According to eHarmony, the top reason users struggle to find dates is because their profile photos are low resolution and poor image quality. In case you’re wondering, next on the list are shirtless photos where it’s not necessary to be partially clothed, pictures of the user with mounted dead animals, and photos of user with their ex cut out of the frame.
As you might assume, people viewing these profiles make harsh judgments upon the user based on the poorly chosen photos. They tend to arrive at the conclusion that Mr. Blurry Photo Guy has something to hide. If he didn’t, why wouldn’t he choose a higher quality image?
Consumers might ask a similar question when they come across a bland, unremarkable generic product in the supermarket. And the packaging looks even less appealing when placed directly beside its stylish name brand counterpart. You might wonder, “If the generic brand packaging looks this hideous, then what can I expect from its contents?”
For example, look at the difference between the packaging for these two products:
Most people would agree that Honey Nut Scooters don’t look too appealing.
But unlike the dating profile with pictures of blurry dead animals, it might be in our best interests to give Honey Nut Scooters a chance. Why? I’ll explain.
Generic vs. Name Brand: Is there a difference?
For starters, you can save roughly 30% by choosing generic products over the national name brand option. Beyond the savings, once you take away the fancy packaging most consumers can’t distinguish between generic and name brand products.
So, is there a difference? In most cases, the difference between the products is negligible at best and sometimes even non-existent. But yes, there is a difference. The price!
Putting it to the Test
Researchers conducted a study comparing a brand name coffee with the store brand version. The researchers served coffee to the study subjects in two different types of cups – a Styrofoam cup and a fancy mug. They found that the vast majority of the time, the subjects claimed that the superior coffee was the one they drank from the fancy mug rather than the Styrofoam cup. Of course, half the time the subject was served store brand coffee in the beautifully designed mug.
I didn’t realize it at the time, but I unintentionally performed a similar experiment during my college days.
Top Shelf Tastes
I had a friend in college who always purchased Ketel One vodka. Apparently it’s charcoal filtered and triple distilled and said to have a smoother taste than store-brand spirits. Most importantly, it comes in a fancy bottle.
All in all, my friend was spending about three times as much to buy Ketel One instead of the cheapest vodka available at the grocery store.
After my friends and I nagged him enough we got him to agree to host a few parties using the cheapest brand of vodka. You can probably see where this story is headed.
After we purchased the cheap stuff, we poured it into the empty Ketel One bottles. When our guests arrived, they exuberantly expressed their gratitude that we would serve them such a fine vodka at our own expense. As we repeated this process over the next few weekends, I noticed that our visitors would swear that their next-day headaches weren’t as bad, the shots went down easier, and that the vodka mixed better with their pairing liquids.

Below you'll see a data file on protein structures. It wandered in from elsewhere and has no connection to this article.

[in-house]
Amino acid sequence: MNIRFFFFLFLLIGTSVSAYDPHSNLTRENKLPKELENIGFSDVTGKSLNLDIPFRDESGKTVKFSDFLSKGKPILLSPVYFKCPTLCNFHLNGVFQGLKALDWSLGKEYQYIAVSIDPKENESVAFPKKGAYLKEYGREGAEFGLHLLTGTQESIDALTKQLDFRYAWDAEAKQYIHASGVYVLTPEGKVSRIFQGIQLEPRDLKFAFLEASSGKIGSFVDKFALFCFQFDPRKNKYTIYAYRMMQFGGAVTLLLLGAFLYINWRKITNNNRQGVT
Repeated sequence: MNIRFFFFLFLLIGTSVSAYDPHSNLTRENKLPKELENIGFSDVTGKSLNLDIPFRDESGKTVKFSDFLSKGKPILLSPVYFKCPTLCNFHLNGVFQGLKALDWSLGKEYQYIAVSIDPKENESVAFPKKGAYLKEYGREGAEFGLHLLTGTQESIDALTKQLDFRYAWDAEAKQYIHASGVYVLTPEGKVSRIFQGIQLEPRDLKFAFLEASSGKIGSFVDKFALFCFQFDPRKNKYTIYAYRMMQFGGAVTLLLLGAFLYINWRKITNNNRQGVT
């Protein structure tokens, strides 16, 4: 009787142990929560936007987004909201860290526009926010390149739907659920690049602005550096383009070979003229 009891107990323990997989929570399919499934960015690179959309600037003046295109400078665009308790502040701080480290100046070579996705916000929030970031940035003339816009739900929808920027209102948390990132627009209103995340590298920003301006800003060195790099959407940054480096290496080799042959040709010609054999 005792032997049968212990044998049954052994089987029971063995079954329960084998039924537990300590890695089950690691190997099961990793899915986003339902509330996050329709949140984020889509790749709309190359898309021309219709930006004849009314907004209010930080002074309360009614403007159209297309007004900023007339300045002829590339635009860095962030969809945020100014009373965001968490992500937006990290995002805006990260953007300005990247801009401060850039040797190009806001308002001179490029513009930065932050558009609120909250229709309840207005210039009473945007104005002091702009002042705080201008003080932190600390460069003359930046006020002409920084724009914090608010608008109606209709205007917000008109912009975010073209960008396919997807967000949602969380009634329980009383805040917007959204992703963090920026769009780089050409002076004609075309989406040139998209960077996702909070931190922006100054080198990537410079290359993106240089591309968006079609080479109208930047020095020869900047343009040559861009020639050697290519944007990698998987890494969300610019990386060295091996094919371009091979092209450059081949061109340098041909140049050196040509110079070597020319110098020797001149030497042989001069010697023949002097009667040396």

All this because we changed the bottle that the vodka was served from.
Now that we know the power of the placebo effect, let’s explore some other reasons you might consider buying generic.
Higher Cost Means Better Quality, Right?
Many people are hesitant to buy generic products because they think the generic product’s ingredients may differ from the name brand.
Let’s dig into this concern, by considering the possible disparity in quality in generic medicine. According to Melissa Stoppler, M.D., concerns about quality due to the cheaper price are generally misguided. Here’s what she had to say:
Actually, generic drugs are only cheaper because the manufacturers have not had the expenses of developing and marketing a new drug. As the patent nears expiration, manufacturers can apply to the FDA for permission to make and sell generic versions of the drug; and without the startup costs for development of the drug, other companies can afford to make and sell it more cheaply.
In essence, one company puts in an exorbitant amount of effort into creating a successful drug that in a short period can be produced in the same quality and sold for less. Furthermore, when a company produces a generic version of a drug, they must prove to the FDA that their drug is just as effective. This is usually done scientifically by comparing the ingredients in the generic version to the active ingredients in the original formula. Nine times out of ten, the active ingredients are exactly the same.
If you have any remaining uncertainty about generic medicine versus name brand consider this: 91% of pharmacists purchase store-brand headache medicine, rather than the name brand.
A Few Final Thoughts
When you are spending your hard-earned money on name brand items, it is important to make sure the name brand offers you value that the generic version can’t. In most cases the name brand does not.
In the case of popular food and household items, many generic products are manufactured by the same company that manufactures the brand name product. With name brand products, we are often agreeing to foot the bill for their higher marketing and startup costs when we buy their product.
As I’ve taken a closer look at this topic I’ve found that there’s considerable upside to buying generic products, while the downside is limited and almost nonexistent. While this shopping strategy won’t make you rich, it could certainly make a huge difference in your budget.